The Roth IRA (named after Senate Finance Committee Chairman William Roth) is an IRA to which contributions are not deductible, but distributions (including earnings) can be withdrawn tax-free under certain conditions.Eligibility
Single taxpayers with an adjusted gross income:
Of less than $124,000 for 2020 are eligible to make a full contribution;
Between $124,000 - $138,999 may make partial contributions;
Over $139,000 are not eligible to contribute.
Married taxpayers filing jointly with an adjusted gross income:
Of less than $196,000 are eligible to make a full contribution;
Between $196,000 - $205,999 may make partial contributions;
Over $206,000 are not eligible to contribute to a Roth IRA.
Contributions are not deductible.
The maximum contribution allowed, either to a Traditional IRA, Roth IRA, or a combination of each, is the lesser of 100% of earned income or $6,000 in 2020.
A married couple filing jointly can contribute up to an additional $6,000 for a non-working spouse, as long as the contributions do not exceed their combined earned income. Catch-up contribution for individuals age 50 and older is $1,000.
For 2020 and later, Roth IRA holders do not have an age limit on making contributions, as long as they have earned income.
Contribution deadline is the individuals tax return due date (excluding extensions).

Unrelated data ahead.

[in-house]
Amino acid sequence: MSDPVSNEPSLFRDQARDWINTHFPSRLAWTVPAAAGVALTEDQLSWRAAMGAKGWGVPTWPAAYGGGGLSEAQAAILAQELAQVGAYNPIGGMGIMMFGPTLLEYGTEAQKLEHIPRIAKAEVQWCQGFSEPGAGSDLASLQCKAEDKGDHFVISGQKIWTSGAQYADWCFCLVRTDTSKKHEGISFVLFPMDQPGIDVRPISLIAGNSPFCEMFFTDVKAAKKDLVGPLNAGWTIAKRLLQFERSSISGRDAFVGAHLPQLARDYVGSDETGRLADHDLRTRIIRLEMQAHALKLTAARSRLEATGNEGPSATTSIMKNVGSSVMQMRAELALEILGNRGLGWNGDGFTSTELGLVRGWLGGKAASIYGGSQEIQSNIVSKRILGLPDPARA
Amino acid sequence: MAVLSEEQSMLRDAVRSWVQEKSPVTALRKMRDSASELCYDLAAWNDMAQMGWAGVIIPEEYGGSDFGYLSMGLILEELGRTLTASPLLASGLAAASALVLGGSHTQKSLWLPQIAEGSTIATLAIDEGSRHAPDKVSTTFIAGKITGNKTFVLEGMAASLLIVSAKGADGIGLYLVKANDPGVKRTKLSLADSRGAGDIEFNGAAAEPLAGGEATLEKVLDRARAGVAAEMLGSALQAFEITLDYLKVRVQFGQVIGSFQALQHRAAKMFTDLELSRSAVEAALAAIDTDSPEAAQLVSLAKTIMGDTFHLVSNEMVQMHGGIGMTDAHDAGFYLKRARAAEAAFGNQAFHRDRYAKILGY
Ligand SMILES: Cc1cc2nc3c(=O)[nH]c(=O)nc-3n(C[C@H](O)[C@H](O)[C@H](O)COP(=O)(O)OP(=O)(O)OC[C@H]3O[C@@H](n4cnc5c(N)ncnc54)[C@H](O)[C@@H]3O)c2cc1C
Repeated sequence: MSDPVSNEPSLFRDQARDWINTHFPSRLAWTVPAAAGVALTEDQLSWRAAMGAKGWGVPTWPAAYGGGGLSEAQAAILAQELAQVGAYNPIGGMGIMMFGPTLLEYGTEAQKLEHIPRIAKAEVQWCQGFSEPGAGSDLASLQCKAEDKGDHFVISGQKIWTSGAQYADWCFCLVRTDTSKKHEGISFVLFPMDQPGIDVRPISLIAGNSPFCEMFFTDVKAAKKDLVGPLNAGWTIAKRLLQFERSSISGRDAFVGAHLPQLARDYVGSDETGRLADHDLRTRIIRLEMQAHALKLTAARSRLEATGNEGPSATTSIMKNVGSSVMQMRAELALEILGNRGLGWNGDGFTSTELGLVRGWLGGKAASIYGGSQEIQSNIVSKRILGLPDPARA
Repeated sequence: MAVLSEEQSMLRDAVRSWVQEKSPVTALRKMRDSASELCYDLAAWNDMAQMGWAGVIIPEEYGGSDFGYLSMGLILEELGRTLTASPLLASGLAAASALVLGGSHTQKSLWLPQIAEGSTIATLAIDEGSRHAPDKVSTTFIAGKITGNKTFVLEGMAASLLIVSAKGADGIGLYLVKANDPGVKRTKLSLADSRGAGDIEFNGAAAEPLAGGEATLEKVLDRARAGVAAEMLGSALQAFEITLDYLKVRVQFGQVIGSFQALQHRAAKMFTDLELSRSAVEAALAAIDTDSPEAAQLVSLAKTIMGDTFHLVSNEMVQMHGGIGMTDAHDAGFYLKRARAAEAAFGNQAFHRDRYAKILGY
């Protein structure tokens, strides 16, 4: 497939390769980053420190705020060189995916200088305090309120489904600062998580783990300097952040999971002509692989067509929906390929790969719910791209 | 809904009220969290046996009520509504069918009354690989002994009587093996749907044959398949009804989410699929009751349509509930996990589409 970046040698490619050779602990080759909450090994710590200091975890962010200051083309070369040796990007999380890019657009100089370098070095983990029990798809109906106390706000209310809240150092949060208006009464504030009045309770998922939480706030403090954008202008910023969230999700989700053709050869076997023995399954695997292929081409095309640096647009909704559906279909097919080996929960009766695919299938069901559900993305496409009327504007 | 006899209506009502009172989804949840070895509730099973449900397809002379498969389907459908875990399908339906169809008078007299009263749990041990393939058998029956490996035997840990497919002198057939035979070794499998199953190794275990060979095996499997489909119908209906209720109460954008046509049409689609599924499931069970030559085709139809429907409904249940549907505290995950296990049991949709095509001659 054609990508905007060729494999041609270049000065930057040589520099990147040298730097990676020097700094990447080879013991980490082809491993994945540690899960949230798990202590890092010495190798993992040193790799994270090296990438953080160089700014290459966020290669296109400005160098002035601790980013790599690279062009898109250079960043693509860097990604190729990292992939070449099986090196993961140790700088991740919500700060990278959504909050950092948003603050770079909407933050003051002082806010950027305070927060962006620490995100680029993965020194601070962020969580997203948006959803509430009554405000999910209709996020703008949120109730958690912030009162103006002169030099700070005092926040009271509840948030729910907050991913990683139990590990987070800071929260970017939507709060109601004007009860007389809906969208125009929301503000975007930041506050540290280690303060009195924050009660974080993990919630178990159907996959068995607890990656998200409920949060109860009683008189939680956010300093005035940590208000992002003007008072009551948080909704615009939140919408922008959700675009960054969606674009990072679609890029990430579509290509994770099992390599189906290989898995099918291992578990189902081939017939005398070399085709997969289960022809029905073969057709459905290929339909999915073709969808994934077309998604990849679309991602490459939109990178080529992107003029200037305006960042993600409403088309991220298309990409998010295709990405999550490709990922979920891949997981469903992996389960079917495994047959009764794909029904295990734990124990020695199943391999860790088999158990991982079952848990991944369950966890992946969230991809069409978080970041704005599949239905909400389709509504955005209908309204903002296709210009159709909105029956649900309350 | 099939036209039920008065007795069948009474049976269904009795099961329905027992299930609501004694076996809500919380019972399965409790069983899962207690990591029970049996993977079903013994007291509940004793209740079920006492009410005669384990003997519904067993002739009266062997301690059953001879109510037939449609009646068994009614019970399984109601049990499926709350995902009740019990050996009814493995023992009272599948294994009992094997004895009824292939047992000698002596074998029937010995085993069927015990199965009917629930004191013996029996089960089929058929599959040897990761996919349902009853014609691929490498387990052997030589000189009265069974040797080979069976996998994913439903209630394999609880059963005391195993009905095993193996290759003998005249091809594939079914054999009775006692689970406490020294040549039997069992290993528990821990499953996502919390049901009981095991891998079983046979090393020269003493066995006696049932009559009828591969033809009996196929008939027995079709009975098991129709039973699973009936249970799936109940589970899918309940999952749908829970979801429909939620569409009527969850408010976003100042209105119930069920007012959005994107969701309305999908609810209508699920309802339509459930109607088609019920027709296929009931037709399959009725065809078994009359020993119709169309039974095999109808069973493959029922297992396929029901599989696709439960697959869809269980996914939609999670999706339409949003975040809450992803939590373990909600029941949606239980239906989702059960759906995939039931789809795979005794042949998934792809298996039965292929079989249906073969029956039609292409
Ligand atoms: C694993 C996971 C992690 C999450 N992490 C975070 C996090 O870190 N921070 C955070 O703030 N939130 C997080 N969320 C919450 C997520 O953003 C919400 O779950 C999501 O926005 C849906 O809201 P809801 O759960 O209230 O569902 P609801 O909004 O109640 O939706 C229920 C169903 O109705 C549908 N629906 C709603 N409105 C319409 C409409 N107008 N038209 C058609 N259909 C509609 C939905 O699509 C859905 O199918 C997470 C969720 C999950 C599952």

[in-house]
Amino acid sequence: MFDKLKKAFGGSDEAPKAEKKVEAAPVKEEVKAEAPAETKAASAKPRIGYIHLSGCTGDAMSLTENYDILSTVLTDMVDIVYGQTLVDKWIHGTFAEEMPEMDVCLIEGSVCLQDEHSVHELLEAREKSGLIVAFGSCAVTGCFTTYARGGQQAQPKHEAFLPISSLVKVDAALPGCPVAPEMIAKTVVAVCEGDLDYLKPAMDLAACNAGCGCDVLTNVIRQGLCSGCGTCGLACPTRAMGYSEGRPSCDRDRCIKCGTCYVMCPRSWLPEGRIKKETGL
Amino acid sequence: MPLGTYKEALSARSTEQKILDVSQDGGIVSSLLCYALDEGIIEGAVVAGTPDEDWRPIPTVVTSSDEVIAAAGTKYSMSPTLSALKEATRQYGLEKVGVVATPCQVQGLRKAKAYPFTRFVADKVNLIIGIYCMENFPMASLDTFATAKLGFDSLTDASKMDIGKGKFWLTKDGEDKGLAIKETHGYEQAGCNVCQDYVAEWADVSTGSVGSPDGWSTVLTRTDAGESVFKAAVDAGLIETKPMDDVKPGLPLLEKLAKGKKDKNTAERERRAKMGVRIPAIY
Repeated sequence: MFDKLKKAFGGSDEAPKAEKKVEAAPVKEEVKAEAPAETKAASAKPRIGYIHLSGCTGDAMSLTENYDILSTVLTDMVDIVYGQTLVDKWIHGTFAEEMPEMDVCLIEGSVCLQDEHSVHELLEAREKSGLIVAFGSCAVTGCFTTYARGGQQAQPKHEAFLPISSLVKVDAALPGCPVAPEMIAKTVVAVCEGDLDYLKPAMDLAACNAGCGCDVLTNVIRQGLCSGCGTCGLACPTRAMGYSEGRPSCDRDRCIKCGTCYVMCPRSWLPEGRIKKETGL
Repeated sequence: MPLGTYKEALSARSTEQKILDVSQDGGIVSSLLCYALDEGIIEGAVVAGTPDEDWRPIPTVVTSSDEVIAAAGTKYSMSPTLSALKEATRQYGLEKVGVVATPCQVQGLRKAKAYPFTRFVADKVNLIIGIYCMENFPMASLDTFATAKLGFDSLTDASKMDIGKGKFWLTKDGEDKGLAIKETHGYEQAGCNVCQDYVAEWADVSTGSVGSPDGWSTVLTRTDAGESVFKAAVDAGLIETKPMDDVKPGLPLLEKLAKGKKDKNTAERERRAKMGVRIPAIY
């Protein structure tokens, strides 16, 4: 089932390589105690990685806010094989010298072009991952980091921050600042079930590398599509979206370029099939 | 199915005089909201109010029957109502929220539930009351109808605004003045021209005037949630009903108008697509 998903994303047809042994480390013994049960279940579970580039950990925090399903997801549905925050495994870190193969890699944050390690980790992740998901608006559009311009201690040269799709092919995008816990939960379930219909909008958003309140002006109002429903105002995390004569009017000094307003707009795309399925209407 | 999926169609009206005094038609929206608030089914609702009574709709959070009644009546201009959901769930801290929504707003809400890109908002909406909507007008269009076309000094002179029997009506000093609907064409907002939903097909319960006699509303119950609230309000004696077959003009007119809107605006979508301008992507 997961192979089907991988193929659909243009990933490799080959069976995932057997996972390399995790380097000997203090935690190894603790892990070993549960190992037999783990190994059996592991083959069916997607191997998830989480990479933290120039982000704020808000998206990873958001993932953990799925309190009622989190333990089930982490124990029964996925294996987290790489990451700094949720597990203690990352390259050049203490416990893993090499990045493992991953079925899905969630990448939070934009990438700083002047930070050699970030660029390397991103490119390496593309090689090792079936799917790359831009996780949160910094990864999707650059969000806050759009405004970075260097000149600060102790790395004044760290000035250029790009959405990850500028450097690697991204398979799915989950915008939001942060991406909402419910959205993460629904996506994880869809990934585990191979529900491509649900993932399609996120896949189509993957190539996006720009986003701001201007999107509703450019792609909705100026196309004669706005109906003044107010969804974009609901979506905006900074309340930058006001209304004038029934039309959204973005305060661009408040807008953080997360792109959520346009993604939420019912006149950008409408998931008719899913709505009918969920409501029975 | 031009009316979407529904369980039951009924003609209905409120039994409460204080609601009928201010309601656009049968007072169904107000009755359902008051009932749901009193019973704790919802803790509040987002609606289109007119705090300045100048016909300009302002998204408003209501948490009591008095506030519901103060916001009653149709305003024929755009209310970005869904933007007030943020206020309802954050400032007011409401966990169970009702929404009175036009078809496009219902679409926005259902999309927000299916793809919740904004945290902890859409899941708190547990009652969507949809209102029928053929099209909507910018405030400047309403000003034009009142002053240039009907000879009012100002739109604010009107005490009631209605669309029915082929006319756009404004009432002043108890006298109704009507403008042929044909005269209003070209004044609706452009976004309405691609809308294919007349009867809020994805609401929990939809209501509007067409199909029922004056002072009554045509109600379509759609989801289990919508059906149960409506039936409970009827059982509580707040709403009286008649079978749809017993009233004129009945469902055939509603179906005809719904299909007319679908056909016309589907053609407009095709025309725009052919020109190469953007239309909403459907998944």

Distributions can occur penalty free and tax free if "qualified."
A distribution is considered qualified if the assets have been held in the Roth IRA for a minimum of five taxable years (beginning with the first taxable year for which a Roth contribution was made) and when one of the following events occur: 1) attainment of age 59 1/2; 2) disability; 3) the purchase of a first home; or 4) death.
Distributions from the Roth IRA are not mandatory at age 72.
A non-qualified distribution is subject to tax and penalty to the extent that it exceeds total contributions. Exceptions may apply.
A rollover from one Roth IRA to another must occur within 60 days from the date of the withdrawal or it may be considered a distribution. One indirect rollover may occur per individual in each 12-month period.
Before making decisions about Individual Retirement Accounts, investors should consult their tax advisor. Stifel Independent Advisors and Stifel do not offer tax advice.
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